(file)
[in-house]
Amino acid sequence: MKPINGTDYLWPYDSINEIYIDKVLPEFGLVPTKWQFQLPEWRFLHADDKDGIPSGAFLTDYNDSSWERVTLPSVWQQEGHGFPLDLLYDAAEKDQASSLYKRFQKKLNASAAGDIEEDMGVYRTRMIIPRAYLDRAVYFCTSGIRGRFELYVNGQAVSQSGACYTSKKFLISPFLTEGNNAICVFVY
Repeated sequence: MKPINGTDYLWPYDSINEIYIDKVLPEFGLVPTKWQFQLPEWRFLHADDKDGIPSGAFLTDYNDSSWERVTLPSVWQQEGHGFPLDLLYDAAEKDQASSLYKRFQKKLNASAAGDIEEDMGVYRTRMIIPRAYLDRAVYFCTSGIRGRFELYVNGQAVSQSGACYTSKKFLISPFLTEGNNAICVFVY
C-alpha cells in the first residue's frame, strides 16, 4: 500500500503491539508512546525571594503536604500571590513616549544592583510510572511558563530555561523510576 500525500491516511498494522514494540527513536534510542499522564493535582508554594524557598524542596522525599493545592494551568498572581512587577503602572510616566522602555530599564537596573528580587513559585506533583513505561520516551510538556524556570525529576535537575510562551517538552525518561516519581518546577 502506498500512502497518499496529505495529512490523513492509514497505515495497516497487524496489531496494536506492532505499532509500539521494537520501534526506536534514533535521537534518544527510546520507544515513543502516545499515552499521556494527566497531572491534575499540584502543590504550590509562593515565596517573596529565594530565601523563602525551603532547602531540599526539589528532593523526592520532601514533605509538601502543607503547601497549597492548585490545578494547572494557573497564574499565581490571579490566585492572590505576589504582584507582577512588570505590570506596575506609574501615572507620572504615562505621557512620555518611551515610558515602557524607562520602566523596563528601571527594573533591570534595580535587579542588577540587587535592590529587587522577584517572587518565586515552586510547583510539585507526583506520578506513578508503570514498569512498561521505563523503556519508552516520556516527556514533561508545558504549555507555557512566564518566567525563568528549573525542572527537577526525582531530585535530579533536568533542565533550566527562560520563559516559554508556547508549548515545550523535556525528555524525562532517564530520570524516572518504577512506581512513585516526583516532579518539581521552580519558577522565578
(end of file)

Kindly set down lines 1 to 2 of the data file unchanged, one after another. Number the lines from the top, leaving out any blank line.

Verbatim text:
[in-house]
Amino acid sequence: MKPINGTDYLWPYDSINEIYIDKVLPEFGLVPTKWQFQLPEWRFLHADDKDGIPSGAFLTDYNDSSWERVTLPSVWQQEGHGFPLDLLYDAAEKDQASSLYKRFQKKLNASAAGDIEEDMGVYRTRMIIPRAYLDRAVYFCTSGIRGRFELYVNGQAVSQSGACYTSKKFLISPFLTEGNNAICVFVY